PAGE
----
What’s lurking in your medicine cabinet?

Remember, this week is National Poison Prevention Week. There’s a theme for each day and today’s is accidental poisonings. The data is pretty scary—the number of accidental medication poisonings has doubled over the past 30 years or so, according to Safe Kids Worldwide. The good news is that the number of deaths has dropped by 50 percent over the same time period. In the U.S. 165 kids end up in the emergency room every day because of these poisonings which, by the way, aren’t limited to medication—kids can get extremely sick from OD-ing on vitamins. Safe Kids has some excellent tips.

  • Store medications in an out-of-reach locked shelf or drawer. Yes, it’s easier to store meds on the counter where you can see them, but the convenience is not worth the risk — even if the meds have child-resistant caps. Instead, write yourself a note or set a daily alarm on your cell phone so you remember to take your pills.
  • Never call medications candy. If you’ve ever tried to get a child to take medicine he needs but really, really doesn’t want to take, you understand how tempting it is to say, “it’s candy.” Big mistake. What happens later when the child gets craving for sweets? “Hmm. There’s that bottle of candy in the bathroom….”
  • Don’t take your meds in front of the kids. Our kids, especially when they’re young, want to do everything we do: talk on the phone, sweep, drive. Why should taking pills be any different? If daddy or mommy does it, it must be okay.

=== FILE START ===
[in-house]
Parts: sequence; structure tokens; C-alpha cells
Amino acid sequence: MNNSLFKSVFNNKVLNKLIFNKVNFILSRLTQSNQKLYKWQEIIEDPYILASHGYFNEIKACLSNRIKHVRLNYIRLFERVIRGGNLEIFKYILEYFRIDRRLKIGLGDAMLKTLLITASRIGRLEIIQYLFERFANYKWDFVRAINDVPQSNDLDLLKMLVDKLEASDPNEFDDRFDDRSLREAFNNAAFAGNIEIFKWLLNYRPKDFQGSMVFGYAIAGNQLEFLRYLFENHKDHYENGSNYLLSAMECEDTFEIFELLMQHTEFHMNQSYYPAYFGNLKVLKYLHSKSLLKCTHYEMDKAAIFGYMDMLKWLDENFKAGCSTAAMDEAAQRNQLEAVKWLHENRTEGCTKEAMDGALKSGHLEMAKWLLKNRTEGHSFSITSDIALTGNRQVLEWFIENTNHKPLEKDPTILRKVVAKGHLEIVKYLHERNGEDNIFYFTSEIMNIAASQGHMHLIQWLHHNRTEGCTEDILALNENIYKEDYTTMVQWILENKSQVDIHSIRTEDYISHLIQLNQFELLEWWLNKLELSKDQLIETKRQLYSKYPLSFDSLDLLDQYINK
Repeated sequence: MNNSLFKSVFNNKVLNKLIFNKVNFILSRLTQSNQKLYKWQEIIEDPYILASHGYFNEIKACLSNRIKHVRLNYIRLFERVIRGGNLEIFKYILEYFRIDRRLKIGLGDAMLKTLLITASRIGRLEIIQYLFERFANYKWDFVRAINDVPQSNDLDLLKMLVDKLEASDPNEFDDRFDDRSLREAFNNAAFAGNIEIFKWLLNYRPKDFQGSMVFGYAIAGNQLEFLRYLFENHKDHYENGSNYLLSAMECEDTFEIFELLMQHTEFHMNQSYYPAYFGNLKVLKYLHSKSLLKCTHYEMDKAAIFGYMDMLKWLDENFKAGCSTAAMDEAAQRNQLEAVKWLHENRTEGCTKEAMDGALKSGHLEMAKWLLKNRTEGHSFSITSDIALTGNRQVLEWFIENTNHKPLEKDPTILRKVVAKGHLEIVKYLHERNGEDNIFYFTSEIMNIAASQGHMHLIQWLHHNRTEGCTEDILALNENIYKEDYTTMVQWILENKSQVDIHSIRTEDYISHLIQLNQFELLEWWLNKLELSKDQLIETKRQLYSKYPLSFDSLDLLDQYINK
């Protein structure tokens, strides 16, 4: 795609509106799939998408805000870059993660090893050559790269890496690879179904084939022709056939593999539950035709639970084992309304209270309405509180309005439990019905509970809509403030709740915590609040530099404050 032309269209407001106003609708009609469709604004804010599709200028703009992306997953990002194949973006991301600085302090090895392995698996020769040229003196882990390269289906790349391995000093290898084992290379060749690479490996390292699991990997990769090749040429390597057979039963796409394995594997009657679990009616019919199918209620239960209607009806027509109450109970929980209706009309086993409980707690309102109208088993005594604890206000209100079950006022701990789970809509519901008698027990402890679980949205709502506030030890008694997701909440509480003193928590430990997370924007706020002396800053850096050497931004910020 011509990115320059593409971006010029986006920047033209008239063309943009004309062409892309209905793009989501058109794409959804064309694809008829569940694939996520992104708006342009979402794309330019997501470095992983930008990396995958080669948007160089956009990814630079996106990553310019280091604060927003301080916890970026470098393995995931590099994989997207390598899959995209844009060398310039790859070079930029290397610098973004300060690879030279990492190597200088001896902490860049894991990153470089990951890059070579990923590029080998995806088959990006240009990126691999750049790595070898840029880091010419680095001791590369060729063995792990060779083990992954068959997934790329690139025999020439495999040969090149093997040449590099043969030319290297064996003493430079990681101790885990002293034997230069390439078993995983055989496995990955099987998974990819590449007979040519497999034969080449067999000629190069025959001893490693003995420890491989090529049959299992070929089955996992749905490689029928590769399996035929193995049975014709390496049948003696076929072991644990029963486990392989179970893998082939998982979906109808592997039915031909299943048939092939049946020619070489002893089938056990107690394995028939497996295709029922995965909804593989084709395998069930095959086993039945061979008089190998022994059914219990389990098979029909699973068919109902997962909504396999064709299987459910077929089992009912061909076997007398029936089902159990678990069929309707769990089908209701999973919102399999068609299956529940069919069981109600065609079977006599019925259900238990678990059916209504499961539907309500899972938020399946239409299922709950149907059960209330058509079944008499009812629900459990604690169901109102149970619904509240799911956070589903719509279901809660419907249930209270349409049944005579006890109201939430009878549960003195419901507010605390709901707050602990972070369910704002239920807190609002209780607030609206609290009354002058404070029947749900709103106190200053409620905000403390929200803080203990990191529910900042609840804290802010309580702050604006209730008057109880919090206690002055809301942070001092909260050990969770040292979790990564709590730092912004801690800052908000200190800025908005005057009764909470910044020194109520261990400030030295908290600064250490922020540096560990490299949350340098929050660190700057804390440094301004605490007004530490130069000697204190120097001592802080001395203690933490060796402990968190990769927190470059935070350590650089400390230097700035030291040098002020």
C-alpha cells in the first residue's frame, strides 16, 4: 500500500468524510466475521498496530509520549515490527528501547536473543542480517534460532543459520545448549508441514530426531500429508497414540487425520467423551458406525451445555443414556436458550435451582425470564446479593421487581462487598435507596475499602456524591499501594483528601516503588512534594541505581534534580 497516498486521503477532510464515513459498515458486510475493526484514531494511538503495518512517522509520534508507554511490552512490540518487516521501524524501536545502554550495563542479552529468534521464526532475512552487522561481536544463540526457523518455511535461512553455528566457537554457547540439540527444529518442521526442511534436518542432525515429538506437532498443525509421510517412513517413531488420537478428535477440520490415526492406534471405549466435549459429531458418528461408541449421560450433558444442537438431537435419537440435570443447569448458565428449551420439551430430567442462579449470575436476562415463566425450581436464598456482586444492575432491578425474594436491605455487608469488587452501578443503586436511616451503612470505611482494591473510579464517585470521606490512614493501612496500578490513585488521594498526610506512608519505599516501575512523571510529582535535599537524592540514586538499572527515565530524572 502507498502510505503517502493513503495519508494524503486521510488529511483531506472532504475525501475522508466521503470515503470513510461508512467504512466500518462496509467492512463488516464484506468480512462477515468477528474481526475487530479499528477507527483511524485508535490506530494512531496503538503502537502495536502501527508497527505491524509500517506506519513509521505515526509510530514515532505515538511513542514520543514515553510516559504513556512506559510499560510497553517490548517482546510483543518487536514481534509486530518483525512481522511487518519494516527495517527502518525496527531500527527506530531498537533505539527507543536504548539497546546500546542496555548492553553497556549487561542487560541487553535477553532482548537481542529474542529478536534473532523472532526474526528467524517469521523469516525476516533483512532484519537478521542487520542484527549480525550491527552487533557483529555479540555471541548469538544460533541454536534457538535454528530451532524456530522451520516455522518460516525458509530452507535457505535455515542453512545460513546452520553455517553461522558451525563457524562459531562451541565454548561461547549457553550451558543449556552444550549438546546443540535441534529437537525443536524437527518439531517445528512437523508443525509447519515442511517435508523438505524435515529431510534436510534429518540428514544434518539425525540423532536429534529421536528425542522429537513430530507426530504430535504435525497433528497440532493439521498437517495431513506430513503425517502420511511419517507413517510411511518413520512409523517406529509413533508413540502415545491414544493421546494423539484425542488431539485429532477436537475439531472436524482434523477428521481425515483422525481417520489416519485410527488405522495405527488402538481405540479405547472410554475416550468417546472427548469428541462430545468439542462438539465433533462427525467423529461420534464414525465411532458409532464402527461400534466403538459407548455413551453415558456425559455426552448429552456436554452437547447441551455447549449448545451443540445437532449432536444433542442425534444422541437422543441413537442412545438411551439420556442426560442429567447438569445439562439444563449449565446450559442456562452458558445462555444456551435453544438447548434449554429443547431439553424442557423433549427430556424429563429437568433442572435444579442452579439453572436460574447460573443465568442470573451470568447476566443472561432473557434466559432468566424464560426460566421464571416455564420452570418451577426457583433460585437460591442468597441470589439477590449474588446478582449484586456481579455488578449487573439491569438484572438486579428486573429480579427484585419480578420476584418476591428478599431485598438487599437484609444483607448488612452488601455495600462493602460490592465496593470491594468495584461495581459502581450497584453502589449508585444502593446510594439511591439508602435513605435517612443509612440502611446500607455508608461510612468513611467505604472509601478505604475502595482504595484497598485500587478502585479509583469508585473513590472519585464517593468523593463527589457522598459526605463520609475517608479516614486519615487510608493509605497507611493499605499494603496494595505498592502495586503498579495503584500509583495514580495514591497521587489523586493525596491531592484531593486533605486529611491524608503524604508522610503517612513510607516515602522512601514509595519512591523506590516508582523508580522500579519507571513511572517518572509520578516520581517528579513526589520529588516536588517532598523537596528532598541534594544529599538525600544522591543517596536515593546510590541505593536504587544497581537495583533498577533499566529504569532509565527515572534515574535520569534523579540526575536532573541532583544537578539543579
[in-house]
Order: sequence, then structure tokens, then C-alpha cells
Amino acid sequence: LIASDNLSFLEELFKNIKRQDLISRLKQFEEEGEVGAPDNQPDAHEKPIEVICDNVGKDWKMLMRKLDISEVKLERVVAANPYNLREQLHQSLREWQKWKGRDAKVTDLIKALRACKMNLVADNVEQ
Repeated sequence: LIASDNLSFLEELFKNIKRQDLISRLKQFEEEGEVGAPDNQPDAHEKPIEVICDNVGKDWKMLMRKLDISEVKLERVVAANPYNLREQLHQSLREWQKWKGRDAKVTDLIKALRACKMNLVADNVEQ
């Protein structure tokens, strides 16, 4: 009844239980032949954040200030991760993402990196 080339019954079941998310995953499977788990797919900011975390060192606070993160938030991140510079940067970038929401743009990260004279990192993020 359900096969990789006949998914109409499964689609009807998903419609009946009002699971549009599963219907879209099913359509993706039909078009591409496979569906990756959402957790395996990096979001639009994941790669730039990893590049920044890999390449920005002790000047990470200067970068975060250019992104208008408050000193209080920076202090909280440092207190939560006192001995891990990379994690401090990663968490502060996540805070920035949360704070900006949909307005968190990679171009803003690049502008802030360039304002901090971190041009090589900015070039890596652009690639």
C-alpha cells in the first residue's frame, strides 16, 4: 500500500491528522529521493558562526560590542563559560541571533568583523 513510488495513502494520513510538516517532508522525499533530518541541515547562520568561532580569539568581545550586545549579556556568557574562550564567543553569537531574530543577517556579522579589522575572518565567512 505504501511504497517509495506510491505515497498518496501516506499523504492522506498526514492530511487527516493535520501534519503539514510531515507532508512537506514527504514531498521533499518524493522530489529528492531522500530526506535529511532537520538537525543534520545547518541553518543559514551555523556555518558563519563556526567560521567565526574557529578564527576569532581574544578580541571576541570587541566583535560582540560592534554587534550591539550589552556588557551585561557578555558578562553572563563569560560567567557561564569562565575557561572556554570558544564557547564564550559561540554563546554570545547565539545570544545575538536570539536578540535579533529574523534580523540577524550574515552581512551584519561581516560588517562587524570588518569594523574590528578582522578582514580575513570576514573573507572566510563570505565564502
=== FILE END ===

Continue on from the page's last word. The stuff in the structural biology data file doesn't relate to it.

• Educate the grandparents. According to Safe Kids, 20 percent of all accidental child poisonings involve a grandparent’s medication, so it’s critical that they take some precautions, too. Make sure to store Grandma’s purse on a high shelf when she comes for a visit, or ask Grandpa to take his pillbox out of his pocket and leave it in the car (you’ll want to do the same thing for any other guests who visit your home). If you’re visiting the grandparents, politely ask that they store their medications in a safe place while you’re there, and to request child-resistant caps if they are able to handle them. Don’t worry about offending them — it’s your child’s health at stake.

Hopefully, you’ll never need this, but just in case: Poison Prevention Information — www.poisonhelp.hrsa.gov — (800) 222-1222

Whatcha think?